Edward and the tramp steamer crew go on shore leave in Macao….
The Barker: Welcome to Macao. (Bows deeply)
Rudolph lights a cigarette. Edward has a bottle. Rudolph slaps an arm around Edward. Rudolph wears his swallowtail coat. He is amped. Shades. Rings on his fingers.
Rudolph: Tonight. Oh yes. Tonight we will be bad.
Rudolph: We will be tearing’ the lid off this town!
Edward: I hear it!
Rudolph: We will be gettin’ into the grease. Doin’ the tango. Slow dancin’ in hell’s all‑night kitchen.
Edward: Don’t you tell!
Rudolph: Oh no. Leave our haloes with the coat check gals. Gonna’ walk down big street, put our thumbs on it, and squish it around. Tomorrow, get up without a recollect. And a clean bill of health.
Edward: What we gonna do?
Rudolph: Do? Gonna’ tear down the orphanage! Burn down the trade school! Blow up the farmer’s market! Gonna’ do anything! Gonna’ do everything! ‘Cause…’cause…we can’t do this no more. Can’t live like this. With this clanking in the dark, this poundin’s steel. And you never know when the pilot’s gonna’ rack it up. Water rushin’ in. Like a spear in the side. A dream a’ disaster. Ain’t no way to stop it. Break jail, baby! They comin’ in the mornin’! When that norther hits, man, ain’t no wrong, ain’t no right. All there is…what’s left. And what’s left tonight…is us. Tonight baby. To‑night.
Rudolph: What you ‘fraid of?
Rudolph whirls Edward around as Charlie enters. Charlie catches his arm, continuing their stroll.
Charlie: I must apologize. Macao’s weather is a trifle sticky.
Edward: Hotter’n goddamn hell in August.
Charlie: The best way to acclimatize is to restrict your movements during daylight and concentrate on nocturnal activities.
Edward: I’m only here this night.
Charlie: How fortunate. All of us are here this night. I assume you seek the astonishing amusements.
Edward: Was lookin’ for some grub.
Charlie: Macao is graced with multiple attractions. A great many of these come readily to the overheated temperament. (Makes sucking noise.) They typify seafaring towns more than distinguish them. However, I think you will find Macao’s unique location, the knife of the West poised upon the lip of the East, creates a richly fertile atmosphere for adventure.
Edward: Hot damn.
Charlie: Far from home, far from constipating influences, young men and ‑‑ oh yes ‑‑ young women breathe the opium that is free will.
Edward: Been hearin’ about this opium
Charlie: And a spectral orchid blooms amid their red, moist internal organs. You can follow this orchid’s bouquet wafting along neon quaysides and fragrant alleys. For your convenience, Macao manufactures, bottles, and merchandises this perfume in an astounding array of … dispensers.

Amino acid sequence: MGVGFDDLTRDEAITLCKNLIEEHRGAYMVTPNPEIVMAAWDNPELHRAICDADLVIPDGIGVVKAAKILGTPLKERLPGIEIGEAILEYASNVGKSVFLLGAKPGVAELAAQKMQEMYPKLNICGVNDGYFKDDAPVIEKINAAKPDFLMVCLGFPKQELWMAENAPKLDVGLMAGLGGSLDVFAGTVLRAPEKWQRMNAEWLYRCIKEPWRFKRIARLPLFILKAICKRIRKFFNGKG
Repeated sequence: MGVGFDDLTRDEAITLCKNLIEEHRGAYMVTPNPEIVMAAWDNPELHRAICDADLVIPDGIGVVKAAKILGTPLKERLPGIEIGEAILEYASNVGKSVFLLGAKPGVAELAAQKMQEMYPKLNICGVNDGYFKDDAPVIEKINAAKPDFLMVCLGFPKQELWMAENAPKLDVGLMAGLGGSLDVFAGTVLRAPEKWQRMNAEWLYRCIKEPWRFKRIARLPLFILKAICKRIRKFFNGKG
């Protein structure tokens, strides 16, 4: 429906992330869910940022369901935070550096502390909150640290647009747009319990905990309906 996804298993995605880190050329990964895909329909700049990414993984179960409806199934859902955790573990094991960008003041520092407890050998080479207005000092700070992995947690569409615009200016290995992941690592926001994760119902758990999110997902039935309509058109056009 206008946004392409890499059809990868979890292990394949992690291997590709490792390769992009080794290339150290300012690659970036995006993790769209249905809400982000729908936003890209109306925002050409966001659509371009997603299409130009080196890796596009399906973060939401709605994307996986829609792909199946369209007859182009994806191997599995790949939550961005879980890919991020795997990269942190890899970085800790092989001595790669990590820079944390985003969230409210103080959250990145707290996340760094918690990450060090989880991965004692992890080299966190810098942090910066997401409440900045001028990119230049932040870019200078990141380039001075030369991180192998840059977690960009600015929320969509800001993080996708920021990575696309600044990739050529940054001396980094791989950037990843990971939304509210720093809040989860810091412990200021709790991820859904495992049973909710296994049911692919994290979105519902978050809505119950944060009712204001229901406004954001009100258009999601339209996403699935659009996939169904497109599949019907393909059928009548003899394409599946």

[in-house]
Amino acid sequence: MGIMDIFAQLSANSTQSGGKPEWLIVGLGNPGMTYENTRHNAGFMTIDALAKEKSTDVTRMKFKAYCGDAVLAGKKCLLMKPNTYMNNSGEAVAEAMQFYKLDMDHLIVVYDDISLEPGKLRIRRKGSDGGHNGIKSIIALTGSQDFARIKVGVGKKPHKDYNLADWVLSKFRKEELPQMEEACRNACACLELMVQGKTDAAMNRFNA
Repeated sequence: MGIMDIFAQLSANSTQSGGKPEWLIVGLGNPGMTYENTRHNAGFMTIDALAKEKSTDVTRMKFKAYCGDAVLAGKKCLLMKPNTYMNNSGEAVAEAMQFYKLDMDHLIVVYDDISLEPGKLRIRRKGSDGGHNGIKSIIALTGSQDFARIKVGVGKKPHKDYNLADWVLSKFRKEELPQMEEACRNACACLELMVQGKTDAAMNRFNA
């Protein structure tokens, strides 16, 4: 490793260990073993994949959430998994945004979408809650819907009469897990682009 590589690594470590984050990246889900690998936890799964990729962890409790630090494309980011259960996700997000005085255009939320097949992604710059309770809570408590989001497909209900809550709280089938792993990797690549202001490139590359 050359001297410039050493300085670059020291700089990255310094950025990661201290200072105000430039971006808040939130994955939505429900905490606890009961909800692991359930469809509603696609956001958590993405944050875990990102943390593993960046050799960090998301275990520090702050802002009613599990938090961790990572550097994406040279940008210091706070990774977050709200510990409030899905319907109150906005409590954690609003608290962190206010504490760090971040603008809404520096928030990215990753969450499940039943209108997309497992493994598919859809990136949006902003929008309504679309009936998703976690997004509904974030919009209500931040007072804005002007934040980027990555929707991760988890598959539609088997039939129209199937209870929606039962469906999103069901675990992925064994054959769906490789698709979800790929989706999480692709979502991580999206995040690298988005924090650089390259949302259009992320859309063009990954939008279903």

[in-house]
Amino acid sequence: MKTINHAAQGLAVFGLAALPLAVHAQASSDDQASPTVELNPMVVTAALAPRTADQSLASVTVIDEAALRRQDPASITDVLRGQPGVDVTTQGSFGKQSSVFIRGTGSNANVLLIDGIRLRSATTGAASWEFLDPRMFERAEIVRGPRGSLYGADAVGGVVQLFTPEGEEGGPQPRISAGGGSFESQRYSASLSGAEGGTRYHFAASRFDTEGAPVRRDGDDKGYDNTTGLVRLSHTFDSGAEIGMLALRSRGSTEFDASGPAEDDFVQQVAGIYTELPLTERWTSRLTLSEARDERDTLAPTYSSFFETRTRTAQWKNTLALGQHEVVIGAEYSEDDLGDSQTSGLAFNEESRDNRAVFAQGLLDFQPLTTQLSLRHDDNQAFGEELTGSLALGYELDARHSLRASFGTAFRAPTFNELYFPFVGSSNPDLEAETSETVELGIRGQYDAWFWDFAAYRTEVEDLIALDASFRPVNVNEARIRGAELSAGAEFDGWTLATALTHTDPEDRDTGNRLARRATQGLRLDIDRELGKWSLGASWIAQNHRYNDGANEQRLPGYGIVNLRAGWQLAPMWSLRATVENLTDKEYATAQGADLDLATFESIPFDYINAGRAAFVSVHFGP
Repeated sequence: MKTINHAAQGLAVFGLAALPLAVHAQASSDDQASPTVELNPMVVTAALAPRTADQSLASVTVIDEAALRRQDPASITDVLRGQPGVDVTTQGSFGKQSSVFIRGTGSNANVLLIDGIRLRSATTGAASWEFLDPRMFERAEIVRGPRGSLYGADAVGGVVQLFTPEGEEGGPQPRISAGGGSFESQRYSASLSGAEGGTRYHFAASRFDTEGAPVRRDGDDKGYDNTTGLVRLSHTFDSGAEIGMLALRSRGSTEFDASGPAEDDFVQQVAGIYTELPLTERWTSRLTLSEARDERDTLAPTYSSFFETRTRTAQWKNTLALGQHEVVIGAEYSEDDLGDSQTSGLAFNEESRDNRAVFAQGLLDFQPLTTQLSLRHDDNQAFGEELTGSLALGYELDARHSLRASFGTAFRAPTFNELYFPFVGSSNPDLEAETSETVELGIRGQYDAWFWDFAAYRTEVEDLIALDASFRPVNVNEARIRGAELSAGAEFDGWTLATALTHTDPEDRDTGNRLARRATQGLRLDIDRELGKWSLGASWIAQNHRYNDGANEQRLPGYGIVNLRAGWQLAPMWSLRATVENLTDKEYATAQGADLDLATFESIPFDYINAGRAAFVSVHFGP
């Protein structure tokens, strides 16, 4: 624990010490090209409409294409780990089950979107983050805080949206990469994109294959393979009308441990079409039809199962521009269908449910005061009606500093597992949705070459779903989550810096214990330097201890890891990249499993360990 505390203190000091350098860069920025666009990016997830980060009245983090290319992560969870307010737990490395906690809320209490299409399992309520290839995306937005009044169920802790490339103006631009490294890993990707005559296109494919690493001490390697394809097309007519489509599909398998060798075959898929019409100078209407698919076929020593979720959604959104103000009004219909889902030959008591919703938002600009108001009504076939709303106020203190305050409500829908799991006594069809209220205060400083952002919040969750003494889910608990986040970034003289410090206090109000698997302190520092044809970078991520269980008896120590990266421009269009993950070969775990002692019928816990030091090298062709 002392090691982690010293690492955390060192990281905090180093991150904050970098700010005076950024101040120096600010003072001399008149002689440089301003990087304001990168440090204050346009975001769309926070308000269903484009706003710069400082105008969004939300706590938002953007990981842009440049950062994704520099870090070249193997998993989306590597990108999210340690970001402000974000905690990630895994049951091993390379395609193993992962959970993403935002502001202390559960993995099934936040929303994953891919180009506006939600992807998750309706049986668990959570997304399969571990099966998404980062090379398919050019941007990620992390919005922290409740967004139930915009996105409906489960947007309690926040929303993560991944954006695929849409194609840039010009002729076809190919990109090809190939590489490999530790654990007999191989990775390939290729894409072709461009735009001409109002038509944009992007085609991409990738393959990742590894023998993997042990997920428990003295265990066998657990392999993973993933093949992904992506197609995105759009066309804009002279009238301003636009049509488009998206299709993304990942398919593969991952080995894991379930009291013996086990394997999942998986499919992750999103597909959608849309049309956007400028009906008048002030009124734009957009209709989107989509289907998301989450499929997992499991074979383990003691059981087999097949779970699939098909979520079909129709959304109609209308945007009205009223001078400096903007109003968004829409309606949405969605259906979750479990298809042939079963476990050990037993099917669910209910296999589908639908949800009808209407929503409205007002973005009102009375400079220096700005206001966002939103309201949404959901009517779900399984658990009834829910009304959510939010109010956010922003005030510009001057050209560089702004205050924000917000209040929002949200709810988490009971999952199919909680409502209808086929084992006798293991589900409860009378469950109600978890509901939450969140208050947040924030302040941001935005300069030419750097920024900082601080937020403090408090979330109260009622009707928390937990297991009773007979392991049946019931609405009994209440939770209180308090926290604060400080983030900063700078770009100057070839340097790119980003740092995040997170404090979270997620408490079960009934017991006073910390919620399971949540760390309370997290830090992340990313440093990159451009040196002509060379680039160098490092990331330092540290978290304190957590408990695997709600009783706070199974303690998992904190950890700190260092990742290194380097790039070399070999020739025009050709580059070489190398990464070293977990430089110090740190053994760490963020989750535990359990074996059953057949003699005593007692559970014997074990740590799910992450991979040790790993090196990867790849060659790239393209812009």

Edward: Sir, I like what yer sayin’. Don’t understand a word of it—
Charlie: We go to the visual aids. Look! Geek eats a live chicken! Sugar and Patsy juggle ben‑wa balls! Play gutbucket on the Magic Flute! Featuring the Egyptian Slave and his Majestic Countenance!
Edward: Good gravy!
Charlie: You have heard the tale of ten‑thousand butterflies?
Edward: Don’t believe so.
Charlie: All denominations accepted. Souvenirs available at the snack bar. Ohhhh, wait. Too too predictable? Yessss. You crave exceptional therapy.
Charlie turns Edward toward the audience.
Charlie: Step on down.
Edward: Well…what is it?
Charlie: The back room. The black room.
Edward: It’s safe, ain’t it?
Charlie: What do you care? You’ll be gone tomorrow. Out on your ship. Safe at sea.
Edward: Yeah, but….
Charlie: Who will know, Edward? Who will ever know? What are you afraid of?
Edward steps forward. Ruby steps up to block his path. She swings him around and seductively takes him on a walk.
Ruby: Well, yuh come to the right place! We got smackers and slippers and even a trapeze artist! We’re talkin’ clean the tubes, steam the pipes, shift the gears, an’ grease the pistons!
Edward: Uh…you have a menu?
Ruby: Sure! This your first time here?
Edward: Chinaman fella’ said nice place…down the….
Ruby: Poor little bugger! Let me see them hands! Oooh. Fingers worn down to the nubbins! They grindin’ you down, boy. Got you chained to that anchor and a-locked to the drive shaft. Tonight, you go free. Tonight, lay down your troubles and let Ruby cushion yer ache. Forget your boat, forget your job, forget your point a origin. Say, now. They grow fruit like this in Nebraska?
Ruby places his hands on her breasts.